The keeper’s Christmas dinner
I have sent out my email Christmas card for 2013, the third in a series illustrated with a wood engraving. Again, it’s a sentimental subject involving Christmas, a rowing boat, a lighthouse, and a lighthouse keeper.
The picture was drawn by the Scottish-American artist Milton James Burns. Burns was a seaman before he became a professional painter and illustrator. His work reveals an observant eye for maritime subjects, such as the scene in our engraving. All the details of the picture look right—the open boat with its lug-sail furled being tossed by a breaking wave, the crewmen in oilskins working at their oars, the delicate operation of hoisting the baskets of Christmas goodies up to the lighthouse balcony—except for the lighthouse keeper meeting the boat in a boatswain’s chair. That looks wrong to me—a gratuitious risk that a real lightkeeper would avoid.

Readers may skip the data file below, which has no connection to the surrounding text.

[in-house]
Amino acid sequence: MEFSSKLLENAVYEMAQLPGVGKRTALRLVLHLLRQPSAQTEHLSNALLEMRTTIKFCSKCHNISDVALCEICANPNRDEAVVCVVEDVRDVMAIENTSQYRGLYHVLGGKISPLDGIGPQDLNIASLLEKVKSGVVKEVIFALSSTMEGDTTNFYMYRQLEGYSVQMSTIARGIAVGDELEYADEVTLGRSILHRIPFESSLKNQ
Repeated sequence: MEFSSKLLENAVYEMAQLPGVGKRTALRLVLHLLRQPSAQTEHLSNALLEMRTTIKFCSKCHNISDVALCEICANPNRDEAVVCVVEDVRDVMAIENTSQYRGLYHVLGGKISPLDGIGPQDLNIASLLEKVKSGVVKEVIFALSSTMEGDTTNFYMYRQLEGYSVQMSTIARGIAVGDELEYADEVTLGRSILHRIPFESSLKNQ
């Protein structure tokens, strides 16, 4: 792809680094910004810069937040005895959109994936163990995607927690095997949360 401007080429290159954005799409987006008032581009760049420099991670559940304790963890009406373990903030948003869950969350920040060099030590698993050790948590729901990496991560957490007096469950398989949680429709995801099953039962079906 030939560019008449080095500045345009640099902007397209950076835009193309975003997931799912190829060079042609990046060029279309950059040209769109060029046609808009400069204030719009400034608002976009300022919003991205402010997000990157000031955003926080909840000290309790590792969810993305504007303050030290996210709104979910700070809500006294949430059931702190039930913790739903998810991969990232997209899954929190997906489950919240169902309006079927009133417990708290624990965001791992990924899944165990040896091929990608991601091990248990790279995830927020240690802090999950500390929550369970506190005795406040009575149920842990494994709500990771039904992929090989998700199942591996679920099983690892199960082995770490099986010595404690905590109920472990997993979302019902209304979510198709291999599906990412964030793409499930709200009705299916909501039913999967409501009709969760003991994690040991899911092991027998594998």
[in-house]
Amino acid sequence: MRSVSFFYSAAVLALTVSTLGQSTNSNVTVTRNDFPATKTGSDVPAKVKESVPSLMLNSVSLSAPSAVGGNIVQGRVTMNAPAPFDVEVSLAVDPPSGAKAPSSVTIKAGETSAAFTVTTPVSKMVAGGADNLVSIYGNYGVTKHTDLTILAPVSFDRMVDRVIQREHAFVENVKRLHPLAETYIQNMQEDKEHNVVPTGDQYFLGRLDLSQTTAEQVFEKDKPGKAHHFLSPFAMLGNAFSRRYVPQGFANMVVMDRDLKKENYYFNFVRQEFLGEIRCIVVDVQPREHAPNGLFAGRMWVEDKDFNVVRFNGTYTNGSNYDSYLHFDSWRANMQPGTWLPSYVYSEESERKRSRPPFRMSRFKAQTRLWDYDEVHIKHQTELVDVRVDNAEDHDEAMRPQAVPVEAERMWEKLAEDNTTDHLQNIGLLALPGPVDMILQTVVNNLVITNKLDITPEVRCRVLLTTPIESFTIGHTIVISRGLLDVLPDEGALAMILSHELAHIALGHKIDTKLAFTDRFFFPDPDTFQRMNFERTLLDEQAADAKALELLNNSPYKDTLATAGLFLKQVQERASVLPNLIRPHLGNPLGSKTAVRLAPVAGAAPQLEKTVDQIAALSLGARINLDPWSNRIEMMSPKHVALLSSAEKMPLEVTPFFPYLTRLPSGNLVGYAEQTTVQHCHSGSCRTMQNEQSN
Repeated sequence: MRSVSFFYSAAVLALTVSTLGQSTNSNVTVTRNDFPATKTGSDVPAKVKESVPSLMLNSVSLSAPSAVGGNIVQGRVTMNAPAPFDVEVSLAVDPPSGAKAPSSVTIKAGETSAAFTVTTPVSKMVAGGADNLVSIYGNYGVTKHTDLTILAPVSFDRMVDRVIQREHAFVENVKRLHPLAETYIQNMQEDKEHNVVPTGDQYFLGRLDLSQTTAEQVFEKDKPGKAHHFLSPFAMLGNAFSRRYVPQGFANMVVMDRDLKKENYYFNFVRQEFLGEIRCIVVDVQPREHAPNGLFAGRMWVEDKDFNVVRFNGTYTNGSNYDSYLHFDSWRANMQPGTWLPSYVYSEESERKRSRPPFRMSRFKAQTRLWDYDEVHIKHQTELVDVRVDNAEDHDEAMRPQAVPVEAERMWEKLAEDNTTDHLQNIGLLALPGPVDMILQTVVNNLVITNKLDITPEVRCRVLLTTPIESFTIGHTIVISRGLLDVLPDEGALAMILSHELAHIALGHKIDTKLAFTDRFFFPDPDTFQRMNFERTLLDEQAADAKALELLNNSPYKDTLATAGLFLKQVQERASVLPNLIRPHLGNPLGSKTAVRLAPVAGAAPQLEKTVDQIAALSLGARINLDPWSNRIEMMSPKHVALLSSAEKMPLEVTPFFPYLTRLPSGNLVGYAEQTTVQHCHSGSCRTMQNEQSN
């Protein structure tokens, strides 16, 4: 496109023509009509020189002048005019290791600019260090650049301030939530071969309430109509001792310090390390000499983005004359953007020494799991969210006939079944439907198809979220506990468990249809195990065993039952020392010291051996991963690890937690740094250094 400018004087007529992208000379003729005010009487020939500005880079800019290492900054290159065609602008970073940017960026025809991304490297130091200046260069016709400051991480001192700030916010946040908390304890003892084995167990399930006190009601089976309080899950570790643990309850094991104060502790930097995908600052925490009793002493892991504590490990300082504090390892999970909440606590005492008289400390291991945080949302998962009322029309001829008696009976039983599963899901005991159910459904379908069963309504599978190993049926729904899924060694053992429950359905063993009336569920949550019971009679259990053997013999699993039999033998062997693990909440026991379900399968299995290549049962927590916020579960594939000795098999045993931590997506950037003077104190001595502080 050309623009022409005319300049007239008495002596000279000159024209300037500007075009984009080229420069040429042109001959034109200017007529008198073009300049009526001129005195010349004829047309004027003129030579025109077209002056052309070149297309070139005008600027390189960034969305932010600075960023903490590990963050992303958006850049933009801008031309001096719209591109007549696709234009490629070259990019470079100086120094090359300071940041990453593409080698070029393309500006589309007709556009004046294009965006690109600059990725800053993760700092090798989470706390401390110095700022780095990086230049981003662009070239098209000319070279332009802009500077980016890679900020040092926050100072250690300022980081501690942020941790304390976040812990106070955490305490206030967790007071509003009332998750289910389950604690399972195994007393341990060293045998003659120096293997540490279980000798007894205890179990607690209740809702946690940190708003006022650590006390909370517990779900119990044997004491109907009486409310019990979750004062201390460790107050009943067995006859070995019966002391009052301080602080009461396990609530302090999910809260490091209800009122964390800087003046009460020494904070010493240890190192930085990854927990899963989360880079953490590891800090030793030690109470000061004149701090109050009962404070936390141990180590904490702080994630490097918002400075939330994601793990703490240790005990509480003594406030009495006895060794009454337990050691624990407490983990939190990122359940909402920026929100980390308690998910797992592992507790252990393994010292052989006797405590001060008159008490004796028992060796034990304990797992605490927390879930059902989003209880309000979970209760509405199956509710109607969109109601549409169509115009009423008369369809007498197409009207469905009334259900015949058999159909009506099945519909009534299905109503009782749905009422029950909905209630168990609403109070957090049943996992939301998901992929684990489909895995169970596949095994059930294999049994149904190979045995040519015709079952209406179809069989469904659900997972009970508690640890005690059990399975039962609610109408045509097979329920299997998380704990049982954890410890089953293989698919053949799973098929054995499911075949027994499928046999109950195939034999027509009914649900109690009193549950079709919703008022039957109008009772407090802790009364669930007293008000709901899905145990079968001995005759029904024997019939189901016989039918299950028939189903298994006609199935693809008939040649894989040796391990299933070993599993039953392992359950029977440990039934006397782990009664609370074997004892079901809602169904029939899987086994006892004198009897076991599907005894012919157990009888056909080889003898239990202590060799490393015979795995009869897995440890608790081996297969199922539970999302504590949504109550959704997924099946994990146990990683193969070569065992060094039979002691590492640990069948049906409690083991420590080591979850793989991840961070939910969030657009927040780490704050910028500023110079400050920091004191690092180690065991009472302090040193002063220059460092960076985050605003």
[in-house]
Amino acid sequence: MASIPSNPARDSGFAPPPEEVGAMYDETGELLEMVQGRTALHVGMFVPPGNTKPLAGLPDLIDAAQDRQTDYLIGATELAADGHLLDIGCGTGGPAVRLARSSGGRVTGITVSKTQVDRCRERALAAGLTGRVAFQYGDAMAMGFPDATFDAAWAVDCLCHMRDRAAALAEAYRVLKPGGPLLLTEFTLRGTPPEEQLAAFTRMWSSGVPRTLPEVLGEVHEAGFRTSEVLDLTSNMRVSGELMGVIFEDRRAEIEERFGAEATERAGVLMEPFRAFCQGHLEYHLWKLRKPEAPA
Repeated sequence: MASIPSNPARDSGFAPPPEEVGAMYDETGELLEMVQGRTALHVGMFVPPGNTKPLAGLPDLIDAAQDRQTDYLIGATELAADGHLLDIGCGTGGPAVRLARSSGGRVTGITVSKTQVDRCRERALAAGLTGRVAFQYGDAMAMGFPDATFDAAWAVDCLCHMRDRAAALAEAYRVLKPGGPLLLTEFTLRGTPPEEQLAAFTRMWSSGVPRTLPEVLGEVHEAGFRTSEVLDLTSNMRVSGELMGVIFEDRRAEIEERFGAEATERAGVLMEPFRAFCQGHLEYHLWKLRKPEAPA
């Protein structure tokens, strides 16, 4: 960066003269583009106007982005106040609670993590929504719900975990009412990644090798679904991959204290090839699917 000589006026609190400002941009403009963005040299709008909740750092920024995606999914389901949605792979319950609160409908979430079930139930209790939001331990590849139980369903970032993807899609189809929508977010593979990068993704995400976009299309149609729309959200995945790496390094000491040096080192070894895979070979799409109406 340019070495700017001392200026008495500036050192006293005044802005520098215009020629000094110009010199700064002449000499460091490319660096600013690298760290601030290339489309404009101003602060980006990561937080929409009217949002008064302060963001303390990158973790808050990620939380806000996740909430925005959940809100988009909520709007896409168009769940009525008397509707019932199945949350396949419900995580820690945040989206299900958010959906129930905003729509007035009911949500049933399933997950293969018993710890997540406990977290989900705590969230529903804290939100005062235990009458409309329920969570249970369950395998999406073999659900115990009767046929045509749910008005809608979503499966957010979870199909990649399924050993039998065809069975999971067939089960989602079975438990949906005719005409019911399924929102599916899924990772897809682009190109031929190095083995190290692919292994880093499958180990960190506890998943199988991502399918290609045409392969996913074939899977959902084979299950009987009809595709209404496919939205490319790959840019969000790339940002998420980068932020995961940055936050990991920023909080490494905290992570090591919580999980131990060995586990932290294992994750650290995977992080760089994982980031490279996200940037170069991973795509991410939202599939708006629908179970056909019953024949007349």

I guess that the lighthouse in the scene is meant to be the one on Minot’s Ledge near Boston harbour—one of the few American offshore towers built of stone.